Fishing For Tarpon
Being a pelagic migratory fish, tarpon are only available to fish at certain times of the year. Once our waters start to hit the magic 75-degree range (usually starting in May) the Silver Kings are here! The Forgotten Coast has some of Florida’s most pristine flats, most of which have remained untouched and unaltered by land development. This is a great place to see what Florida was like 30 years ago. Protected by surrounding state parks, the Forgotten Coast has been able to maintain its natural state, making this area a hotspot for Tarpon and numerous other species. The emerald water will make cruisers and rollers very visible, which makes the entire experience visual and heart pounding. As soon as you get tight with this prehistoric fish, get ready for the ride of your life as well as a new addiction!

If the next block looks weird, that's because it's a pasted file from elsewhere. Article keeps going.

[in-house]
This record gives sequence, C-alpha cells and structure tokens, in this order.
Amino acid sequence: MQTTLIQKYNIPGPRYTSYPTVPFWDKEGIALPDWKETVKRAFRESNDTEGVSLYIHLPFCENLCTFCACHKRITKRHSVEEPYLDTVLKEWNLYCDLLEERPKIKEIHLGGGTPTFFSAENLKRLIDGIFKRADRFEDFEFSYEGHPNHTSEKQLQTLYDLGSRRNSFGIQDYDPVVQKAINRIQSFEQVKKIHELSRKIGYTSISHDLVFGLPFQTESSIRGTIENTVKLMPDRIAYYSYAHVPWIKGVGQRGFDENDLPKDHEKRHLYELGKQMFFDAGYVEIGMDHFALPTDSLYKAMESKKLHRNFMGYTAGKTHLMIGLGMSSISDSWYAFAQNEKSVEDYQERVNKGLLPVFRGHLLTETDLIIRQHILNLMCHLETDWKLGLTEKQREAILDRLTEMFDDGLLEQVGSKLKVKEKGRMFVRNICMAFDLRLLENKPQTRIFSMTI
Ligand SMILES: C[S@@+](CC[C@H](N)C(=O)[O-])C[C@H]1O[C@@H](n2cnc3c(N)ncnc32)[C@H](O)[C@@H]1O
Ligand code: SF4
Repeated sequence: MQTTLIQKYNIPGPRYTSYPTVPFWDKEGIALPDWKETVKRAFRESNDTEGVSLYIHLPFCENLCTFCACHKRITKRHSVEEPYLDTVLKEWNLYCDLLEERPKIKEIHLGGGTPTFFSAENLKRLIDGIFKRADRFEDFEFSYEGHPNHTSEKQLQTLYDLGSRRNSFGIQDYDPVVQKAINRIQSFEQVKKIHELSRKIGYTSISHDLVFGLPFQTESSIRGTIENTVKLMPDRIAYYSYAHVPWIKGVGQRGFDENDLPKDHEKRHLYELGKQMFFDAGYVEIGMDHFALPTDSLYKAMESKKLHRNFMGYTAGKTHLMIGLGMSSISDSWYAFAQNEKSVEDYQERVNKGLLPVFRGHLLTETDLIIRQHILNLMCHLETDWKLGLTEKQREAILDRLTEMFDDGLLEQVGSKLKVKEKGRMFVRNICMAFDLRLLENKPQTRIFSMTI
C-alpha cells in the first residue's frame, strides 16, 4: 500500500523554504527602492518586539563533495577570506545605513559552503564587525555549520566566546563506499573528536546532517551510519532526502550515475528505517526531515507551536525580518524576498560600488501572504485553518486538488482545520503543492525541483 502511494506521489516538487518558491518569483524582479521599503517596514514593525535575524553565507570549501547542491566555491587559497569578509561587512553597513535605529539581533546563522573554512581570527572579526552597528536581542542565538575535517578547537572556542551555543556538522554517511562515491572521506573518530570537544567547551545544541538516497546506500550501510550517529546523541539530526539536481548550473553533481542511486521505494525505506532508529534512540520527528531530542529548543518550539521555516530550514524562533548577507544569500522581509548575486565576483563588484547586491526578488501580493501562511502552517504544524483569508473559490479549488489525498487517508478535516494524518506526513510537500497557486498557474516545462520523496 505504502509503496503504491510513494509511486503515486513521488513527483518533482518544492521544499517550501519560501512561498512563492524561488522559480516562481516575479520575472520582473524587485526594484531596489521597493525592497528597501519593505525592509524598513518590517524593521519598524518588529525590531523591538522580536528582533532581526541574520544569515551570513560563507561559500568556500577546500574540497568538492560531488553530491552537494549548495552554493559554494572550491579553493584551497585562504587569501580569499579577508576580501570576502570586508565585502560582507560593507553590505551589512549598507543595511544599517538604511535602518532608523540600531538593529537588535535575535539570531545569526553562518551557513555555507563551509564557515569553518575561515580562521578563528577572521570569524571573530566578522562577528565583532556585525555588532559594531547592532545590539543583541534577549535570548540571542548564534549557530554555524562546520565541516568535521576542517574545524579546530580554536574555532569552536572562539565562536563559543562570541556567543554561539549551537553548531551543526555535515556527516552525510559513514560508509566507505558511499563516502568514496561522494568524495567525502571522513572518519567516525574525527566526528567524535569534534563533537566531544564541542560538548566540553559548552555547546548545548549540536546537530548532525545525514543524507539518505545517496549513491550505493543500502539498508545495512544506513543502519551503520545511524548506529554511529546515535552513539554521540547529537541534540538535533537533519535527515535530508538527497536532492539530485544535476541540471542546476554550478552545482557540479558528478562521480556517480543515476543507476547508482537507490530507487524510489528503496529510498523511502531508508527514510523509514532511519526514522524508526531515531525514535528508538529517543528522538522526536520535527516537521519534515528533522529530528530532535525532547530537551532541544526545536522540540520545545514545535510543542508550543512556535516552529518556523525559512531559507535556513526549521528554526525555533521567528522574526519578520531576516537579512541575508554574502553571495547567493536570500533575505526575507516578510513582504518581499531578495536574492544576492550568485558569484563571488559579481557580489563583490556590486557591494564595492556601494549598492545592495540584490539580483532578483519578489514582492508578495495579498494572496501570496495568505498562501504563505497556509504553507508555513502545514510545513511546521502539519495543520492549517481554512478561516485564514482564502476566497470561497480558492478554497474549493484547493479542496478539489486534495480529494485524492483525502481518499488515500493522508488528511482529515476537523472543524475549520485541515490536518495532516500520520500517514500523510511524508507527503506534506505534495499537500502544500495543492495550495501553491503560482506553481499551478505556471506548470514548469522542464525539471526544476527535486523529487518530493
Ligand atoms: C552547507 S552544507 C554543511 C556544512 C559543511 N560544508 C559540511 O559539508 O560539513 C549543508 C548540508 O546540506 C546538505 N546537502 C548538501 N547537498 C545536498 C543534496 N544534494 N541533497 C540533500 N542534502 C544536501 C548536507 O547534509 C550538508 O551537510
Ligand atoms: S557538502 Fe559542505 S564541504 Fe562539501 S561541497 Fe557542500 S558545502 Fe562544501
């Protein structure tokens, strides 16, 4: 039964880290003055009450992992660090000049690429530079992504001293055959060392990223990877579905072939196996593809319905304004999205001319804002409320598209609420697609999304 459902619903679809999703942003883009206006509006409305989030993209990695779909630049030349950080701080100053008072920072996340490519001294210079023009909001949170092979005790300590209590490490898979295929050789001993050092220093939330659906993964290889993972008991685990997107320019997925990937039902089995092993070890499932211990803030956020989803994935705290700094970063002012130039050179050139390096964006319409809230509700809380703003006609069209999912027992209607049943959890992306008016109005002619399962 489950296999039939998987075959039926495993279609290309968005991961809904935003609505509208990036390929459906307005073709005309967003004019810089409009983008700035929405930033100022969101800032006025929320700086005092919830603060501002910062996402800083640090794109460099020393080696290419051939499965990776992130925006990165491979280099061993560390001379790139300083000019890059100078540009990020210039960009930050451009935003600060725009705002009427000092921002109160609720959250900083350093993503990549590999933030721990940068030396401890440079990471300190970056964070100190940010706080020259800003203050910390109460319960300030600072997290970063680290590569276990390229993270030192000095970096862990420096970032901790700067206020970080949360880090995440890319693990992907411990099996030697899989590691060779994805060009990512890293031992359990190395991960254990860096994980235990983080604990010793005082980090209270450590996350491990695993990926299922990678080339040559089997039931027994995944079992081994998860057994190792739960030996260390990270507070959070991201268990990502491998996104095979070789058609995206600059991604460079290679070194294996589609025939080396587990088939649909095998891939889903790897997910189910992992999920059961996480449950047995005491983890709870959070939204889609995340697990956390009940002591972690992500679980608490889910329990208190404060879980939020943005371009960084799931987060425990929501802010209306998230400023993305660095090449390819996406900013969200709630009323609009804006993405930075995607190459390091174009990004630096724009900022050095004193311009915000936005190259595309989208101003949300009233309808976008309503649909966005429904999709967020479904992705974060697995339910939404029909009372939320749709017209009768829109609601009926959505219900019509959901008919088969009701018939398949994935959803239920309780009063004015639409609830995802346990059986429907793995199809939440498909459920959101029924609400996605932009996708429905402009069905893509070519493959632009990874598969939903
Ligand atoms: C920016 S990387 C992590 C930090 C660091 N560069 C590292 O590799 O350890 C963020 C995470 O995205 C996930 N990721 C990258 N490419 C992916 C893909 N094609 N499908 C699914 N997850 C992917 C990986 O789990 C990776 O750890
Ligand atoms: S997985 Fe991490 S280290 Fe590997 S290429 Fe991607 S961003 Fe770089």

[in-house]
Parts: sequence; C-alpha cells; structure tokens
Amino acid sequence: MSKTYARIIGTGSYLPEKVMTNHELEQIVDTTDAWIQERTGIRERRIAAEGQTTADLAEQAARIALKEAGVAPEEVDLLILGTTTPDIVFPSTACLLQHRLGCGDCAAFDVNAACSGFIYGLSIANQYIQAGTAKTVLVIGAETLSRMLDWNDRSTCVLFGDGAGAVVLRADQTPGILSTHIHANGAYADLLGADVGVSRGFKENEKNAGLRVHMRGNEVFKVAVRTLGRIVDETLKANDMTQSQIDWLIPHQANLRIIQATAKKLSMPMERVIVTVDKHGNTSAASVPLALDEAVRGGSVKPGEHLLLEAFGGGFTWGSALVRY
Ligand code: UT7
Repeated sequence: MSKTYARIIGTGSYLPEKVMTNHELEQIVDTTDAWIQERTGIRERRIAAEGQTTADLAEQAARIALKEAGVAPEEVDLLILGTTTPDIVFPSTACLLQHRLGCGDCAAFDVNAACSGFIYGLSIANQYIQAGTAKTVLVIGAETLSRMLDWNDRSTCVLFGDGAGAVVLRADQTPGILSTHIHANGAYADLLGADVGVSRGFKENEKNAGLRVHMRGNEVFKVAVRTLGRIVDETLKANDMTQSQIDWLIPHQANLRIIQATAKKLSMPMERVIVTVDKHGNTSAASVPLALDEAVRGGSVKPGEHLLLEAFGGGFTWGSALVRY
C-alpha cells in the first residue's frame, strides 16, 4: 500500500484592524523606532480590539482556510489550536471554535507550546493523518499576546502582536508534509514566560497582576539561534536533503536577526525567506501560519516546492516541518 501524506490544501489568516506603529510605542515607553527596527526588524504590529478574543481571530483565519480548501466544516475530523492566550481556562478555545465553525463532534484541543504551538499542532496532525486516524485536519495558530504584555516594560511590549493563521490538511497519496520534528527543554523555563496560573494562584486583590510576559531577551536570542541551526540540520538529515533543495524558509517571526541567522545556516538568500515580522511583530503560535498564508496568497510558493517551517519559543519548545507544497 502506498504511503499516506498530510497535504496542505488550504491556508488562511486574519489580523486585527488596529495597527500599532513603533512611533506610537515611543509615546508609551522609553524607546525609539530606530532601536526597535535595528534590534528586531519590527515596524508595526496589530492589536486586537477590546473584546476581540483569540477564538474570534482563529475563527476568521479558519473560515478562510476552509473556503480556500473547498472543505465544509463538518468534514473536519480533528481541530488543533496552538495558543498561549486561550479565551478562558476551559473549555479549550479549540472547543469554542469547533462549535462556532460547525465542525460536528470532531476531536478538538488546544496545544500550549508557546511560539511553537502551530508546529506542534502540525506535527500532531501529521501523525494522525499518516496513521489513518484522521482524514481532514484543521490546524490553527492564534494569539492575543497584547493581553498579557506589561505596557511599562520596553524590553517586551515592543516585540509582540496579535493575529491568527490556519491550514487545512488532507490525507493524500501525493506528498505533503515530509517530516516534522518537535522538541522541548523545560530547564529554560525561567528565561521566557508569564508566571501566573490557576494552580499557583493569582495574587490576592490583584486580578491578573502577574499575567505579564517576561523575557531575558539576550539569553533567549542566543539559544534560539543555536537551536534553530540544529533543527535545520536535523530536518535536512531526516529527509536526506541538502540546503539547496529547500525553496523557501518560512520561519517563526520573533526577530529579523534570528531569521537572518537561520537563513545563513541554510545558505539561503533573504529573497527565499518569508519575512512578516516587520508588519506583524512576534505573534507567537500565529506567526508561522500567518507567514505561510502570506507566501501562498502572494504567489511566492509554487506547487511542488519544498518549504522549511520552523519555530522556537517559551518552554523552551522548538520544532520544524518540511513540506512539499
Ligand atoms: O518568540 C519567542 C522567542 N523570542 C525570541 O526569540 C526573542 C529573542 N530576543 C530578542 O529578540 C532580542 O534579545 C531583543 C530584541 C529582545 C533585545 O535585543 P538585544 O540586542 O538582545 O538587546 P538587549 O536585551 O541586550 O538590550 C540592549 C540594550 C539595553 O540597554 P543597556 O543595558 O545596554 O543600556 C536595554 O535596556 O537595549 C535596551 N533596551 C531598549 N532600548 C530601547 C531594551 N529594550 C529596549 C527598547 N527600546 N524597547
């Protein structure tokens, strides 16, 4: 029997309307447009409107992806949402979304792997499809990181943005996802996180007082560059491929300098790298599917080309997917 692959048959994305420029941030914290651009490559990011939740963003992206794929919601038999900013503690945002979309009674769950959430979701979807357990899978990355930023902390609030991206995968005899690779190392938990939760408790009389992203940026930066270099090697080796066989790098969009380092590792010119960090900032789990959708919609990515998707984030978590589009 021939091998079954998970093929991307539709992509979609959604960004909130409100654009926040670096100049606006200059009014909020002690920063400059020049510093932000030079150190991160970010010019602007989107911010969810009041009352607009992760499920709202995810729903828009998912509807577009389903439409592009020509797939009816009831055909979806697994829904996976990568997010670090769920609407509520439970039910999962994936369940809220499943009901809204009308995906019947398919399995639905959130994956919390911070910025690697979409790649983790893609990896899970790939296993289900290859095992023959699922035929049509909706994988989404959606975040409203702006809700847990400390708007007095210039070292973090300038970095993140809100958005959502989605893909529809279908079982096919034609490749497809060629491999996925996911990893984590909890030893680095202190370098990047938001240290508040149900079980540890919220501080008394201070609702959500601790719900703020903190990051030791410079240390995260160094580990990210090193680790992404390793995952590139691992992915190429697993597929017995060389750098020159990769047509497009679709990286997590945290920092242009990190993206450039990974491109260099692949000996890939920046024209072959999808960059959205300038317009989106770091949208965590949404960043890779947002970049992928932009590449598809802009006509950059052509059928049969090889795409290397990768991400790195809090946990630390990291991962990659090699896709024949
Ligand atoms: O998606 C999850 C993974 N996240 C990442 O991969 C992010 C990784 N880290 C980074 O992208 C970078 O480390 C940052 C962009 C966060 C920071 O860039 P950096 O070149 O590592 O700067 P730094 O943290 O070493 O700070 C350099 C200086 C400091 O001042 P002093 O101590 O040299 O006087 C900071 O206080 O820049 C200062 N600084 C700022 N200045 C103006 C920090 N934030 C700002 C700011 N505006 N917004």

Recommended Fishing Gear:
Level of difficulty on fly: Intermediate to Expert
10 to 11 weight fly rods with clear floating and clear sink-tip fly lines. 12 weight is optional, but great to have on that windy day for a little more punch with a floating line, sink tip and especially with an intermediate line to cut through the wind.
Leaders for Tarpon:
The standard big game leader with #15 to 204 class tippet. I tie my tarpon leaders Including the 5' - 6' butt section, from 9' to as long as 14'. If you are not interested in using an IGFA (International Game Fish Association) leader we can make adjustments.
Leader Material & Construction:
#60 - #50 fluorocarbon for the 5 to 7-foot butt section. I use #15 - #20, 18" class tippet and fluorocarbon for the 30" bite tippet.
My tarpon flies are mostly tied in the non-fouling splayed tail, baitfish, toad style, and roach style with lots of colors and weight variations.
If you choose to tie your own, you should tie both light and dark patterns with hook sizes ranging from 1-0 for clear water conditions to 3-0 for dirty water conditions. You should also check with me first to get a good idea of what patterns to tie!